In this class, my friend had to turn in a rough draft of an essay that was corrected and returned to her for revisions. Sentence variation was one of her biggest problems. She was never taught that sentence variation was desirable in writing a college essay. Once she understood the issue, she was able to make her revisions.
Like Suzette, the content of the paper was there, but my friend didn't know the "stylistic maneuvers" to create an effective paper. It isn't a matter of a lack of intelligence, it's a matter of knowing the methods or strategies to become an effective writer. This academic short-coming is due to the fact that somewhere in both these students' English education, their teachers never taught them these strategies.
As a future teacher, I hope to provide my students with the proper "stylistic maneuvers" to become successful writers.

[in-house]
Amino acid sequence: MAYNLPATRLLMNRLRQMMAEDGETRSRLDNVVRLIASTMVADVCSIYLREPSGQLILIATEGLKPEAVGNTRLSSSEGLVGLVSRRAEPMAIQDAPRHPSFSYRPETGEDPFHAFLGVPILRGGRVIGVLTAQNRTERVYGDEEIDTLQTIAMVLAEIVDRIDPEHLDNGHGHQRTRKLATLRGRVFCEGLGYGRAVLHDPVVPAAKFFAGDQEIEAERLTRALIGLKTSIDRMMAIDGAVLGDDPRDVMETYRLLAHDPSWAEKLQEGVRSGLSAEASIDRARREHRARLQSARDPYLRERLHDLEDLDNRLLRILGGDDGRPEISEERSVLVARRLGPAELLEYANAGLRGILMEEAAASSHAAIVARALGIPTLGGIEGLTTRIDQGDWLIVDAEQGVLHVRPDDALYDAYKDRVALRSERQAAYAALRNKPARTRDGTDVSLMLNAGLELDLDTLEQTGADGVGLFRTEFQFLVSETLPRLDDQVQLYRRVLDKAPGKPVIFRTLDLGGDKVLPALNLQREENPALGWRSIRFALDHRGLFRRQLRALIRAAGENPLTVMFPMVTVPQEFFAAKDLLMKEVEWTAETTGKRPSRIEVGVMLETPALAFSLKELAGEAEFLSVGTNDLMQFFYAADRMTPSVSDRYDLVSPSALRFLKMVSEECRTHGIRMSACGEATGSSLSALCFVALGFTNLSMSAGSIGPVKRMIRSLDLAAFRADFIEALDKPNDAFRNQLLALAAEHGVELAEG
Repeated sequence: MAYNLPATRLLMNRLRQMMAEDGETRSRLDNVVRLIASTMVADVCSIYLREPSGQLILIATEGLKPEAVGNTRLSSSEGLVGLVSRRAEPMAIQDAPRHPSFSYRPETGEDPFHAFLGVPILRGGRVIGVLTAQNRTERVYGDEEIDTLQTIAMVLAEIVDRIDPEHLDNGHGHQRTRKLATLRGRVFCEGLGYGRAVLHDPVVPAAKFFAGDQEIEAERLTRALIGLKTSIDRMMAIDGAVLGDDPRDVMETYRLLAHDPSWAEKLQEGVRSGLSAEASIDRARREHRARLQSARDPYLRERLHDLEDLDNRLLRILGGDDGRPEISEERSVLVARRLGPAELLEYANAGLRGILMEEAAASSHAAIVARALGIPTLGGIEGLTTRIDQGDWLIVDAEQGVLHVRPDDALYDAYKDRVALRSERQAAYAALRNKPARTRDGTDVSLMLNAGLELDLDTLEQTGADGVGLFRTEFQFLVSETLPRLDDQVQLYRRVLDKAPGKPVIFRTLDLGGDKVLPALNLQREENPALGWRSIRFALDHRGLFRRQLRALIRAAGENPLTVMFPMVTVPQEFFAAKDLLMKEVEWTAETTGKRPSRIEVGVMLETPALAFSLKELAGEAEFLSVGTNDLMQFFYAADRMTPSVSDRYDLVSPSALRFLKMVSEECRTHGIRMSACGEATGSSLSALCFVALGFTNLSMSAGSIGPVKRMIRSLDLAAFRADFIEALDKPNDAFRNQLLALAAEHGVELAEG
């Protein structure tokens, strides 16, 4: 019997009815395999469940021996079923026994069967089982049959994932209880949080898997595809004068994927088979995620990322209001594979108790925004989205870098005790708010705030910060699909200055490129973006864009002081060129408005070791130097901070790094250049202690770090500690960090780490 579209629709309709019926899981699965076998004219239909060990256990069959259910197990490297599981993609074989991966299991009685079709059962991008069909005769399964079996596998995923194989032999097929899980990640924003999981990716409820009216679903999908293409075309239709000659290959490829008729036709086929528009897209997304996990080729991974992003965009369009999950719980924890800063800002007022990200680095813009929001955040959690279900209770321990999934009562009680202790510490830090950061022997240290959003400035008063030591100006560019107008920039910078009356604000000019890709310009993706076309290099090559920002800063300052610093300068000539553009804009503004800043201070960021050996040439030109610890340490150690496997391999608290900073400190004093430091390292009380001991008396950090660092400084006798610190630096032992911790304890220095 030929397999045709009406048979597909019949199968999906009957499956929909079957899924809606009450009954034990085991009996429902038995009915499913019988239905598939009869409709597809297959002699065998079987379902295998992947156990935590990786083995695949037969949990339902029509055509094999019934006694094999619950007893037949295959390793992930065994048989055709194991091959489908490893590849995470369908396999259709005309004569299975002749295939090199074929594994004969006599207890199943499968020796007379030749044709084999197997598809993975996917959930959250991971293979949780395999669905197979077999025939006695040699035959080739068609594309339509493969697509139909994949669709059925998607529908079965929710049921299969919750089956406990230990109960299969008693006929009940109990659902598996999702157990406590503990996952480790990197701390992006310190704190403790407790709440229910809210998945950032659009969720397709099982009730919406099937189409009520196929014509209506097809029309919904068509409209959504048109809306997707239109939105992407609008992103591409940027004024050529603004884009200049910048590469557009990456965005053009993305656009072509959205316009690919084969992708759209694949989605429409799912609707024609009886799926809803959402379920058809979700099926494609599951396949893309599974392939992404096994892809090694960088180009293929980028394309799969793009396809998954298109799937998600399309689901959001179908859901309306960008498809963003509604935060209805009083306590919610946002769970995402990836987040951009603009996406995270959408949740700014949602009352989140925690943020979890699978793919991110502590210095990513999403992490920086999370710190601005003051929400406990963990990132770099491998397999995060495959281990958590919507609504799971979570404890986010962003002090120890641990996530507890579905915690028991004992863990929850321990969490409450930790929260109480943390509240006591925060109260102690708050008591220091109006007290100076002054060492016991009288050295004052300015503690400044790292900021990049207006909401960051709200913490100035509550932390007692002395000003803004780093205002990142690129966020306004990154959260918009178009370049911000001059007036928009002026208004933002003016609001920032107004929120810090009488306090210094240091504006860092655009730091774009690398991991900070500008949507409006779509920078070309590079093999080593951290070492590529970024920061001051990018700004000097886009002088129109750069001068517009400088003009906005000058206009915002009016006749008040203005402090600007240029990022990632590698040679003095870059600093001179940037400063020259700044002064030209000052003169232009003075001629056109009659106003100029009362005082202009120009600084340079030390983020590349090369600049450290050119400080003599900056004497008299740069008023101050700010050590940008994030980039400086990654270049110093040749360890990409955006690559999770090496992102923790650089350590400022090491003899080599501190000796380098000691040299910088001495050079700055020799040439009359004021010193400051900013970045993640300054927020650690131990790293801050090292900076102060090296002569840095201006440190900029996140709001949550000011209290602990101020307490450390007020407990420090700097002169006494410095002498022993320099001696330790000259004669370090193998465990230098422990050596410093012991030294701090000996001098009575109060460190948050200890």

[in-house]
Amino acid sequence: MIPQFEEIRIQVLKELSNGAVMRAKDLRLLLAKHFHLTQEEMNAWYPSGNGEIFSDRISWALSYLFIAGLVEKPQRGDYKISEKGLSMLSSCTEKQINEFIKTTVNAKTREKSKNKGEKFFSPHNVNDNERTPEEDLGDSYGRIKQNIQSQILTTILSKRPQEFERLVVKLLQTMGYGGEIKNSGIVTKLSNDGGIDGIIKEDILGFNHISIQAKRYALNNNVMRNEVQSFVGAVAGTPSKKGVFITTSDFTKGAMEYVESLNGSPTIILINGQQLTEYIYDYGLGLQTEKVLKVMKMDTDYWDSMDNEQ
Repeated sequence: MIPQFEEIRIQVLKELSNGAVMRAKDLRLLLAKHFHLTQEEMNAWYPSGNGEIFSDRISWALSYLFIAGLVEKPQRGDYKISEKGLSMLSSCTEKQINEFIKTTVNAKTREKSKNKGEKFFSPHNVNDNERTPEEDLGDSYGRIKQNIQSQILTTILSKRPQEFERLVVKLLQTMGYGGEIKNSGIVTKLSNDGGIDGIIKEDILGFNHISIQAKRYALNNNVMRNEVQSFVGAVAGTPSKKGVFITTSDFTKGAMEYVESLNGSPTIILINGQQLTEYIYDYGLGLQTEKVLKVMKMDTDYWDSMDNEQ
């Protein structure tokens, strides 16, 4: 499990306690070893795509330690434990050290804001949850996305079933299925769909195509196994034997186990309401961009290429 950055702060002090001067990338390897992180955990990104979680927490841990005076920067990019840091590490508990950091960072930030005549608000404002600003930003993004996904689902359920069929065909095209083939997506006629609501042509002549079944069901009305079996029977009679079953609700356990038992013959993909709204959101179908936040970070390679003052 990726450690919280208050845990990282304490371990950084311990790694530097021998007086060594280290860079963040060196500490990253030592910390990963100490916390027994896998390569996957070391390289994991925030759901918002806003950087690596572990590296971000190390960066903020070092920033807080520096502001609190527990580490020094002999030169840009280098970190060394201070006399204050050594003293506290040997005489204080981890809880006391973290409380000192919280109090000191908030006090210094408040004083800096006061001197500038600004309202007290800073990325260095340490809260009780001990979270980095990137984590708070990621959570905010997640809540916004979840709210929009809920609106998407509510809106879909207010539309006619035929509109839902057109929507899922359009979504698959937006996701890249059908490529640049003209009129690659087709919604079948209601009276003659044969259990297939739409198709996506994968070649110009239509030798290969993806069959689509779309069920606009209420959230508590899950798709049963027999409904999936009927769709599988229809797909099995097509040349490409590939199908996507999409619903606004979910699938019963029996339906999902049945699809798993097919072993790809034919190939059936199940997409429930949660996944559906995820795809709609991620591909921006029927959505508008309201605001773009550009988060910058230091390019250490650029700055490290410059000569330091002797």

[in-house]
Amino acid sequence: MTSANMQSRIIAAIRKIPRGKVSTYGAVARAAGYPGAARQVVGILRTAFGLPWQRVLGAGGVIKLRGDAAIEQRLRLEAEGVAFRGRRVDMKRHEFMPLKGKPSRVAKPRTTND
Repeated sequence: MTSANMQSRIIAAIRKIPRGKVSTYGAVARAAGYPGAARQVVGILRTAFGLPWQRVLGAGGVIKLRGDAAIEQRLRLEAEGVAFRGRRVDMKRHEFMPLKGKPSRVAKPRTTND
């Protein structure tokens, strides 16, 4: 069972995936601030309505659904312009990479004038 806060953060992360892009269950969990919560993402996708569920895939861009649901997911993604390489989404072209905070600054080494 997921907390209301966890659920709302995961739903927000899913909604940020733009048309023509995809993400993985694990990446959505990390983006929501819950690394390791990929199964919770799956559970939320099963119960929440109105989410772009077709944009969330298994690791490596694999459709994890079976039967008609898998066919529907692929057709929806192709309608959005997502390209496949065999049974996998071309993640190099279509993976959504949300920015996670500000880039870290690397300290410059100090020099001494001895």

Anonymous said...

This story corresponds with comments repeated in multiple books on grammar written by Weaver. The idea that more advanced students make more advanced mistakes keeps coming up the readings. Weaver also keeps coming back to the focus first on the content of a student's writing, then at a later time turning a student's focus to imporving upon thier use of grammar. Learning grammar in context, according to Weaver, is the way a student learns, or internalizes, grammatical concepts. It is the taking of risks, the making of mistakes that allows for what Vygotsky calls the ZPD; a zone for a novice to internalize what they are actively learning from an expert.